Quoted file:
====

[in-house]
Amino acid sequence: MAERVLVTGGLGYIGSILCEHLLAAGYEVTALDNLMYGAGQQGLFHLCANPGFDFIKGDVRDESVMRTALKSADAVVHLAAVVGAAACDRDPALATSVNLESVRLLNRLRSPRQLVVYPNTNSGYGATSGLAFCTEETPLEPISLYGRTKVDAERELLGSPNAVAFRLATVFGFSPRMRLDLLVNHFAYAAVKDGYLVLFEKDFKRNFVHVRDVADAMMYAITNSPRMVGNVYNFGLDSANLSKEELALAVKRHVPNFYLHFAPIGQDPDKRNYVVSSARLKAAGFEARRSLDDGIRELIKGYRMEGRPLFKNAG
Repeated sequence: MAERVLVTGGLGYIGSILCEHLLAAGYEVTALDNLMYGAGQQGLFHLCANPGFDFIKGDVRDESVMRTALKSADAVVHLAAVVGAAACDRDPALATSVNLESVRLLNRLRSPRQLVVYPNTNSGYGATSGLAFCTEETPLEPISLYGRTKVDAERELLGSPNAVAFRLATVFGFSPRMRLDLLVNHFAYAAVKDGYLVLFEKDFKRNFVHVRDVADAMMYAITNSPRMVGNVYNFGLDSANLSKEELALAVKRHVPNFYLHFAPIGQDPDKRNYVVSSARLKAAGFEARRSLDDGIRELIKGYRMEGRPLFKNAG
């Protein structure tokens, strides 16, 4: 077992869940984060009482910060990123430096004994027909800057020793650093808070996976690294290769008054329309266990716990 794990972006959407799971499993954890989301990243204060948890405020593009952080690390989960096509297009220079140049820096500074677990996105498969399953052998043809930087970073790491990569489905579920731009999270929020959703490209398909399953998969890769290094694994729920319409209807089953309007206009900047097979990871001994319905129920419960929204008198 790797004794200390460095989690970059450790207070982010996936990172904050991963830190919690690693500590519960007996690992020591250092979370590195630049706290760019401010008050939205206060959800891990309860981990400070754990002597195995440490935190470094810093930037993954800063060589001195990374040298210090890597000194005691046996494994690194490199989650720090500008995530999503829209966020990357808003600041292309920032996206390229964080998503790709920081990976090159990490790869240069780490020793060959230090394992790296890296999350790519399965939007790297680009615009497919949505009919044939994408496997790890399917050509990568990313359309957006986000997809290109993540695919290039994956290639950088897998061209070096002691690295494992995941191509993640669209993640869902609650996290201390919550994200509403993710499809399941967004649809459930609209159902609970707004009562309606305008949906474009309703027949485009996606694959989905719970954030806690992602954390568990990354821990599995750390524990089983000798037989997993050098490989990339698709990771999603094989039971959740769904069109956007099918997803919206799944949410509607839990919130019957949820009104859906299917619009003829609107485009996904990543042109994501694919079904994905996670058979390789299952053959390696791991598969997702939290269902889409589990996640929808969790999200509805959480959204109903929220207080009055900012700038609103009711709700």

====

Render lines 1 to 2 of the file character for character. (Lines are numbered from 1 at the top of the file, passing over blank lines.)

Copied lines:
[in-house]
Amino acid sequence: MAERVLVTGGLGYIGSILCEHLLAAGYEVTALDNLMYGAGQQGLFHLCANPGFDFIKGDVRDESVMRTALKSADAVVHLAAVVGAAACDRDPALATSVNLESVRLLNRLRSPRQLVVYPNTNSGYGATSGLAFCTEETPLEPISLYGRTKVDAERELLGSPNAVAFRLATVFGFSPRMRLDLLVNHFAYAAVKDGYLVLFEKDFKRNFVHVRDVADAMMYAITNSPRMVGNVYNFGLDSANLSKEELALAVKRHVPNFYLHFAPIGQDPDKRNYVVSSARLKAAGFEARRSLDDGIRELIKGYRMEGRPLFKNAG